If you’re self-employed, they’re going to want to see the last two years’ tax calculations and tax overviews as well as your accounts. You’re also going to need evidence of your deposit. If this is savings, that could be the last three months’ bank statements.

Identification is also a must. A valid passport or driving licence will need to be provided to the mortgage lender and solicitor.

What are the steps to follow when applying for a mortgage as a First Time Buyer?

Please try and see a mortgage broker first. Have your initial consultation with a mortgage broker and we can give you an indication of your maximum potential borrowings. We will explain what you’re likely to be paying per month and tailor the mortgage to meet your requirements.

After your initial consultation, I would recommend getting a Decision in Principle. This is effectively a soft credit check on you, based on the information and documents you provide to your broker. It typically lasts for around three months.

Once you have a Decision in Principle, it’s now up to you to find a property and have an offer accepted. Then, get back in touch with your mortgage broker and we can guide you through the full mortgage application as well as liaising with the estate agents for you.

The agent will want proof of deposit, ID and the decision in principle. So, if your broker already has all this they can simply pass it on to the agent. Just to break this down into four steps, step one is the mortgage consultation, step two is decision in principle, step three is property negotiations and step 4 is the full mortgage application.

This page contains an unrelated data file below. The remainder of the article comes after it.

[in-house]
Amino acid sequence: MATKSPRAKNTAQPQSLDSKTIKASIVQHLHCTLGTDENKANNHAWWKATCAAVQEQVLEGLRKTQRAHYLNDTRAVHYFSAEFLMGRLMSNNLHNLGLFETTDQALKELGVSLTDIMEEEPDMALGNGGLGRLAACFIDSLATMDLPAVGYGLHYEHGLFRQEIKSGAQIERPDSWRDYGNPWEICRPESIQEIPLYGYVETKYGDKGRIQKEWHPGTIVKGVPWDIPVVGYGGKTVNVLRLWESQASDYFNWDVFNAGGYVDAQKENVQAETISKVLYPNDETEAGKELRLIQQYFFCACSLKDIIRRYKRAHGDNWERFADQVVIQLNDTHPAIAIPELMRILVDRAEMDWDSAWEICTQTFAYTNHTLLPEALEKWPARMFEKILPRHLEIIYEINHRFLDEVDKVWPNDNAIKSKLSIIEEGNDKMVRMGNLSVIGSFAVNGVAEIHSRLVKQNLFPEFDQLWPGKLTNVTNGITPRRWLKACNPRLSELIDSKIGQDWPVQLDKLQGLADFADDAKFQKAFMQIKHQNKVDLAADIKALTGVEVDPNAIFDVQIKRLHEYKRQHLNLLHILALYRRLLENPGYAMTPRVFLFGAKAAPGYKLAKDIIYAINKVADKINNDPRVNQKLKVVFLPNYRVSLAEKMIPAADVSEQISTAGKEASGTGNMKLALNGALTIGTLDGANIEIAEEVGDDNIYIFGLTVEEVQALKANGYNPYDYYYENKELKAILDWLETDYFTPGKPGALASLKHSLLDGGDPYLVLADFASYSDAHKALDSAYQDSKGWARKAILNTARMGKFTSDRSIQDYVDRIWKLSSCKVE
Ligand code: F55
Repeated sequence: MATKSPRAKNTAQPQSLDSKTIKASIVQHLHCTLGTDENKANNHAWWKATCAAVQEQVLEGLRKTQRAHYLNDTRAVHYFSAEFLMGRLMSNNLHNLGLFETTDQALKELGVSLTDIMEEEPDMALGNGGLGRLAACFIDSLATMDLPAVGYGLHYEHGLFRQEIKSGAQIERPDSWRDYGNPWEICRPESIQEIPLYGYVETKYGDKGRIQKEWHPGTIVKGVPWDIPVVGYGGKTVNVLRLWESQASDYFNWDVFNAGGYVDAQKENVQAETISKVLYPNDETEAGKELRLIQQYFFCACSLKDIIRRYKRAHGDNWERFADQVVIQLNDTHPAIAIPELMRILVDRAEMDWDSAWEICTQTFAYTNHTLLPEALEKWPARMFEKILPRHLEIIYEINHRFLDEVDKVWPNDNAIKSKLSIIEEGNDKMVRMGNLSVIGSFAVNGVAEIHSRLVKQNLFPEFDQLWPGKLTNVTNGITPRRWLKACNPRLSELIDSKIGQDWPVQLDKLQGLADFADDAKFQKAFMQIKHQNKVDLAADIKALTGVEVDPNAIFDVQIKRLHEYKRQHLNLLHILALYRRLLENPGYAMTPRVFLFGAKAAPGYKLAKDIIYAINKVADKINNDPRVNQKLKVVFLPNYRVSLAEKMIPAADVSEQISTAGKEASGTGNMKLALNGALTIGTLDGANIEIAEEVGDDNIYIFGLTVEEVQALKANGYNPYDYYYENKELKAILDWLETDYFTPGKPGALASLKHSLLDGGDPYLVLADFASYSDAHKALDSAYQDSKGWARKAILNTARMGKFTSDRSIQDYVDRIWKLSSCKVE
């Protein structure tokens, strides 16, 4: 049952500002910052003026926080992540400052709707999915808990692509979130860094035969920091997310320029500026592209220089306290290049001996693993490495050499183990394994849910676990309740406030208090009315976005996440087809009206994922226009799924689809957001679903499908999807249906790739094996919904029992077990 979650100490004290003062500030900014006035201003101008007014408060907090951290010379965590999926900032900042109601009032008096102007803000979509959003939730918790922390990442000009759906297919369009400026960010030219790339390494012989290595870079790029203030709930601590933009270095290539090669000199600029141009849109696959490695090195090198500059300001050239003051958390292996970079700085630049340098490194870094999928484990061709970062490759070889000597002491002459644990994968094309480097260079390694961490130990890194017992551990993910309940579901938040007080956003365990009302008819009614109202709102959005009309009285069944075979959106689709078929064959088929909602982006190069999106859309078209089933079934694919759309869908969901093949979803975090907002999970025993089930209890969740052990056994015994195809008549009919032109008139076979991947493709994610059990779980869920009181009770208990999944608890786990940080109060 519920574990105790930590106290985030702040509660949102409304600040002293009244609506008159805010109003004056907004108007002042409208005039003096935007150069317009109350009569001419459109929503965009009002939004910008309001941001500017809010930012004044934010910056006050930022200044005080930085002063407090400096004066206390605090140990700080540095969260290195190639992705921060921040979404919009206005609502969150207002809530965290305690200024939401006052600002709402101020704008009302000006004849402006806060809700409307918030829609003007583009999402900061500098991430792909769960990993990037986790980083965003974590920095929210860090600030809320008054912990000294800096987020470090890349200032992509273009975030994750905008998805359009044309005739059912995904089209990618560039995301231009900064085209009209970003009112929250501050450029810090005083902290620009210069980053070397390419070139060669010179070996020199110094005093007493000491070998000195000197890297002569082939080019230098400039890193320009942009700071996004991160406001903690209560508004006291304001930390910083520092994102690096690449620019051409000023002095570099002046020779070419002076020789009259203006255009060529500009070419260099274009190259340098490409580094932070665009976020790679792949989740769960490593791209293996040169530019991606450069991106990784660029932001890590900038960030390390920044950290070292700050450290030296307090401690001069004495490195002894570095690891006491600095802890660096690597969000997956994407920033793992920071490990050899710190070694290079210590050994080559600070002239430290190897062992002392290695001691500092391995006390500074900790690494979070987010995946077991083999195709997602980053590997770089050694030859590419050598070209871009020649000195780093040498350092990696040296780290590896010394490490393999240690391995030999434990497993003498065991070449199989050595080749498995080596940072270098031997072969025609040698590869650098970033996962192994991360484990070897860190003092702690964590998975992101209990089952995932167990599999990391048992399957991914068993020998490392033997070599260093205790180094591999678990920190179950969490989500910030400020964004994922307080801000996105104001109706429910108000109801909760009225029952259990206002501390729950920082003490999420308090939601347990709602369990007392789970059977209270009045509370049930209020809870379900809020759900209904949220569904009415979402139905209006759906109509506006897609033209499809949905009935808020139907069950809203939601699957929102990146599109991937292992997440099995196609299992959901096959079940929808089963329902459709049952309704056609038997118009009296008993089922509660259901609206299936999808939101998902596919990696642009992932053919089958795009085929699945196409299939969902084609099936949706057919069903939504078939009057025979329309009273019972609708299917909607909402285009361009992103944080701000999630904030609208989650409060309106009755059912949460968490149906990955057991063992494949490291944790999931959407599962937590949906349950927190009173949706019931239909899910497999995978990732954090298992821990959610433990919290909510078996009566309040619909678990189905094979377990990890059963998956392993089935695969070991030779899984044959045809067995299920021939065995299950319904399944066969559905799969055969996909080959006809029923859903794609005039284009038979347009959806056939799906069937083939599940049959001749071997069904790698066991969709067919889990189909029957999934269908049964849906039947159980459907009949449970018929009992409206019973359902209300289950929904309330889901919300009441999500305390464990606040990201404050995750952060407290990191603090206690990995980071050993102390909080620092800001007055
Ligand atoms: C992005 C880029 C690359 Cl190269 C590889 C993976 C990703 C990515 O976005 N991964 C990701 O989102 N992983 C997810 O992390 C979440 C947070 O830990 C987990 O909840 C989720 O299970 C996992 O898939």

What are the common mistakes to avoid when applying for a mortgage as a First Time Buyer?

I would always recommend seeing a broker before you start property viewings. A lot of people do the property research and have an offer accepted before a decision in principle.

What happens if I miss a mortgage payment on a mortgage as a First Time Buyer?

Contact your mortgage lender as soon as possible. The government has introduced the ‘Mortgage Charter’ to help anyone who is struggling with the increased cost of their mortgage over the short term.

If you don’t think you can keep up with your repayments, your lender may be able to offer a temporary mortgage payment holiday, where your repayments are paused for a set period. This will result in you paying more interest in the long run.

You might also be offered a temporary switch to interest-only payments. Here, you will just pay the interest on your mortgage without repaying the loan itself. Or, you could extend the mortgage term to reduce the monthly repayments. You may be able to stretch your mortgage term out from 25 years to 30 years, for example.

Can I qualify for a mortgage as a First Time Buyer with bad credit?

Yes, absolutely, you can still get a mortgage as a First Time Buyer with bad credit. It may just mean we have a restricted lender choice or we need to use a specialist lender.

How can a mortgage broker help me with my First Time Buyer mortgage application?

It’s really important to use a mortgage broker as a First Time Buyer. We can guide you through the process from start to finish and answer any questions you are unsure about.

We take away the stress and liaise with the solicitors for you and act as the middle person. We can also make sure you have a mortgage product that suits you and also assist with the other areas like mortgage protection, buildings insurance and even make solicitor recommendations if you need them.

Please note: Your home may be repossessed if you do not keep up with your mortgage repayments.